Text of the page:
Many of our community partners prioritize education, and we support them in various ways. Our scholarship program directly supports the education of secondary and university students in Ecuador, not only with funding, but also with supplemental summer courses. In addition to supporting individual students, Tandana also supports local schools at their request. Tandana volunteers have helped install computer labs and libraries as well as working alongside community members to build additional space for schools. We also support local teachers who serve their communities.
In Mali, women in communities where Tandana has worked asked for literacy and numeracy classes so they could be more independent in the market and improve their ability to support their families. The literacy program has grown to include students in more than 30 villages. They've also participated in trainings in leadership and association management so they can network their micro-enterprises and take a larger role in local decision-making. We have also supported schools in acquiring furniture and in adding a local teacher to their faculty.
Tandana offers rural Ecuadorian students funding so that they can continue their secondary education. We support about 100 high school students each year. Although secondary education is theoretically free in Ecuador, and there is no tuition fee, there are many other costs such as books, school supplies, uniforms, bus fare, internet costs for doing homework, unexpected needs such as when everyone is required to bring money because the teacher is sick or when the classroom needs to be painted, or if they are going on a field trip.
Tandana also supports students in pursuing their professional dreams after they graduate from high school. Our post-secondary students are studying accounting, tourism, medicine, clothing design, auto mechanics, business administration, and other subjects so that they can become professionals who contribute their skills to their communities and society. In exchange for Tandana's support, post-secondary scholarship recipients engage in community service to share their new skills and knowledge for the betterment of their communities. Each student covers half of his or her costs, often by working during the week and attending weekend university programs, or sometimes through support from their families. Tandana covers the other half of expenses. We currently support 23 post-secondary students.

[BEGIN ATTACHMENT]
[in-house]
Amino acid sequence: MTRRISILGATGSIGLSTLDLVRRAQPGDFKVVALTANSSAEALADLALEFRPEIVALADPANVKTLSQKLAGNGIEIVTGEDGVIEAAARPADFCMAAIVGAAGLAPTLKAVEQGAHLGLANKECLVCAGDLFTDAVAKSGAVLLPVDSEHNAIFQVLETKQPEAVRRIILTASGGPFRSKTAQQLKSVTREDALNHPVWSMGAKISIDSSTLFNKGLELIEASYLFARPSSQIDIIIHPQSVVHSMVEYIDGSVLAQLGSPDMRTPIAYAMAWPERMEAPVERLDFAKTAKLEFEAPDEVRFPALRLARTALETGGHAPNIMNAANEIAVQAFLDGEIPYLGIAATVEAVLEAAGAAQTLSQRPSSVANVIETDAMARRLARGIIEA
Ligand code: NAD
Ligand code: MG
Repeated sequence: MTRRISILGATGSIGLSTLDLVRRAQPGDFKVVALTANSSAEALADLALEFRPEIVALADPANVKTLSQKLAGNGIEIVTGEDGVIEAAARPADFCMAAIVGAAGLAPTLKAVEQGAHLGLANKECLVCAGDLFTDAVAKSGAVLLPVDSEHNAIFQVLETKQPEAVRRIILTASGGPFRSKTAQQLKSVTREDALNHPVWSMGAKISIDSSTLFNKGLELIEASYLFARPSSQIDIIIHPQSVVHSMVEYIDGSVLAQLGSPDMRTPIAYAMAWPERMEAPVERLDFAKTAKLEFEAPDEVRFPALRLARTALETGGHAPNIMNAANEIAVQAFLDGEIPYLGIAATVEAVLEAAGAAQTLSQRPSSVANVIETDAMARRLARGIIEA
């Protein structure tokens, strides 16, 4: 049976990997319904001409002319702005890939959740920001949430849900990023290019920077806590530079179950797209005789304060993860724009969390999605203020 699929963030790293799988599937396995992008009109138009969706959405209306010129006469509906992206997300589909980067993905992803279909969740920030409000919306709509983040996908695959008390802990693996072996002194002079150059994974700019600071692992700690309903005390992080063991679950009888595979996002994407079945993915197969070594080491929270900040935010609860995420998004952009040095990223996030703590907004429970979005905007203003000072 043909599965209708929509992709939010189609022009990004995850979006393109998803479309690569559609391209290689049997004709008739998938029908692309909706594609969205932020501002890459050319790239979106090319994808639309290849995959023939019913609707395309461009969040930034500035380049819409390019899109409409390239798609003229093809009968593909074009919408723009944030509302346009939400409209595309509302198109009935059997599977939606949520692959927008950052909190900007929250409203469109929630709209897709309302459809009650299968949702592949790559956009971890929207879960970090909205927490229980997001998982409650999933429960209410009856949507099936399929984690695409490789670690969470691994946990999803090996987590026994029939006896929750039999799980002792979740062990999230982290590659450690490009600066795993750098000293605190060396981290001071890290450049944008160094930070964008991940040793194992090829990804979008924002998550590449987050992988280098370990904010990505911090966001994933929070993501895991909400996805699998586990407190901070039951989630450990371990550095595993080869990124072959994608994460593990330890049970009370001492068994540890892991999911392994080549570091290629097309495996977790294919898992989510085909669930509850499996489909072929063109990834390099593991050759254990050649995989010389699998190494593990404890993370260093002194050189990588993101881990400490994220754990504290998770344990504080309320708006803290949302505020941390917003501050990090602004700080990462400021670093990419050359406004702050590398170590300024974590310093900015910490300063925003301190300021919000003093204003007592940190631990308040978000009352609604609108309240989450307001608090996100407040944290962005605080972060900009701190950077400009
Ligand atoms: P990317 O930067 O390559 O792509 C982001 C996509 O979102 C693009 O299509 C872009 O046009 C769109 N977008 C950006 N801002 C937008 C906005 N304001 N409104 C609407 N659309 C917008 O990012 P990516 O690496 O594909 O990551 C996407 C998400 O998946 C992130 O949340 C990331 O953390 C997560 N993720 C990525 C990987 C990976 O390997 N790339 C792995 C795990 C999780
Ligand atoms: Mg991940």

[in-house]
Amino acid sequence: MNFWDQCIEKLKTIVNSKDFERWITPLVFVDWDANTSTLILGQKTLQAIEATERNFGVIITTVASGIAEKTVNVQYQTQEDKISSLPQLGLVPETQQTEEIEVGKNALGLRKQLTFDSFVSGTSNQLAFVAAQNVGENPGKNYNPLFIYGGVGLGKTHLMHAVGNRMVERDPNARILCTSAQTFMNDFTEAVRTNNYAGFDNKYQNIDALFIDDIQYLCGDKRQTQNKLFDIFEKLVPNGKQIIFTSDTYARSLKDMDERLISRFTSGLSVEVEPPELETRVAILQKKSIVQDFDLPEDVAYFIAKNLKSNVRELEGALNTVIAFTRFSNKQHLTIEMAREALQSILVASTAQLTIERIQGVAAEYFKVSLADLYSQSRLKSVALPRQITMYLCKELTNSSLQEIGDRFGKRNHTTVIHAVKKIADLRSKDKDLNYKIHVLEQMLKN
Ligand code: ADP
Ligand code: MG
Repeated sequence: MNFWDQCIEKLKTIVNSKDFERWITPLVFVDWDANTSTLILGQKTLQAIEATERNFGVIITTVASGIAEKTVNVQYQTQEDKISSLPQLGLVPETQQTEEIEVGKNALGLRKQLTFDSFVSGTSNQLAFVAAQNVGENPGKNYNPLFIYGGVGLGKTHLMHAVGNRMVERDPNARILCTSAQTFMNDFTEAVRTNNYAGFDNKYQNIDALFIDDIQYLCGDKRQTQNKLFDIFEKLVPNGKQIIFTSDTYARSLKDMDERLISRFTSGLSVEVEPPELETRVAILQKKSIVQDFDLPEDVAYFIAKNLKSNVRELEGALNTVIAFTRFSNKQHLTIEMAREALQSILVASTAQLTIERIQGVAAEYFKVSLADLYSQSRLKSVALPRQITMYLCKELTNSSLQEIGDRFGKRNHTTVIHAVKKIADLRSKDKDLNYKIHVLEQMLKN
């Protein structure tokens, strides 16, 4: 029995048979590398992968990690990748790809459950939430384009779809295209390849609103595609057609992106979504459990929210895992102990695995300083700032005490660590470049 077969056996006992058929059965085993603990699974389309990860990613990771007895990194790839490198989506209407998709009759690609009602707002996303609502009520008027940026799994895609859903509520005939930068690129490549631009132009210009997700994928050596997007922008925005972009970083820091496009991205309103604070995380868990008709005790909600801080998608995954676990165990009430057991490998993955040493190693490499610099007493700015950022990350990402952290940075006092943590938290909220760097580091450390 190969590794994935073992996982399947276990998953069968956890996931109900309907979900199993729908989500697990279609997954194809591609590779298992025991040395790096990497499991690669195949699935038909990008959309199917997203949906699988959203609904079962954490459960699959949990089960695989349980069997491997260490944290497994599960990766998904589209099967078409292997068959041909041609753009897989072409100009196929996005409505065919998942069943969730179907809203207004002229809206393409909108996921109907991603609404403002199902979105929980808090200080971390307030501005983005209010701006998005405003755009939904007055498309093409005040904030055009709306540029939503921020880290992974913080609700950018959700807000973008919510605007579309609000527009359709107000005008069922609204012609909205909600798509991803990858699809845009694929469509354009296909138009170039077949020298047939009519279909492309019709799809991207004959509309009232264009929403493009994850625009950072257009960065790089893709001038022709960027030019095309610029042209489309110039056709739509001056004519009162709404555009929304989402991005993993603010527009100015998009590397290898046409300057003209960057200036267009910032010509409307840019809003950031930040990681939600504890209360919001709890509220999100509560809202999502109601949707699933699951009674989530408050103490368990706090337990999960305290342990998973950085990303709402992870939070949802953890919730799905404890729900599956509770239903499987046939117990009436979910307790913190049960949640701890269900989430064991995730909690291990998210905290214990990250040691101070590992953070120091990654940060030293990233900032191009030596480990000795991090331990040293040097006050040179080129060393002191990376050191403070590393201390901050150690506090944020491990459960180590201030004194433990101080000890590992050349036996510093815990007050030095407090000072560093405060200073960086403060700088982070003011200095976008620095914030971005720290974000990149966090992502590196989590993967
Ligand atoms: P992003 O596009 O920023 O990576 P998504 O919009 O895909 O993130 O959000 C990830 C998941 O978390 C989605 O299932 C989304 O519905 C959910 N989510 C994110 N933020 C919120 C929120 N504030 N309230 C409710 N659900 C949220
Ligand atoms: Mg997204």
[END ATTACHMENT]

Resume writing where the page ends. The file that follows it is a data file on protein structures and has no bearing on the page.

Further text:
Student Mothers Program in Bandiagara, Mali
The student mothers program supports girls from rural villages who are living in the town of Bandiagara so they can attend middle school. They have to find families to host them, and if they get pregnant, the families usually send them back to their villages and they have to drop out of school. This program provides training for the families to explain that they can still host the students even if they are young mothers. It also provides food and basic medical supplies for the babies, so they are not an extra cost to the families. It helps girls stay in school despite the challenges of motherhood. We currently support 10 student mothers.
"I can’t even name all the advantages of this support, because they are numerous and have helped me a lot. . . . Learning has become easier at school. Thanks to this support, I haven’t been late or missed class because I had to nurse my baby. The parents I live with take better care of my baby. . . . Thanks to your support, I passed from 8th grade into 9th grade.”
Women's Literacy, Leadership, and Enterprise Program in Mali
A group of women in Kansongho, Mali decided that in order to more effectively run their micro-businesses and negotiate in the marketplace, it would help to have basic literacy and numeracy skills. With help from Vital Edge Aid, Tandana created the first literacy and numeracy booklets in Tommo So and began classes. In the first year, 117 women in Kansongho and nearby Kani participated. Women in other villages heard about the program and asked to participate as well. In the second year, we expanded the program to reach 517 women in 10 villages. In the third year, we switched to a more intensive model, focusing on 240 women in 8 villages. Now that model has expanded to 29 villages. Each group studies for several hours every day during five to six months of classes. The students excitedly read letters from the chalkboard, identify written numbers, and write their own letters and numbers, first on slates and then in notebooks. Women of all ages are enthusiastically participating. You can see letters from some of the students on this blog post.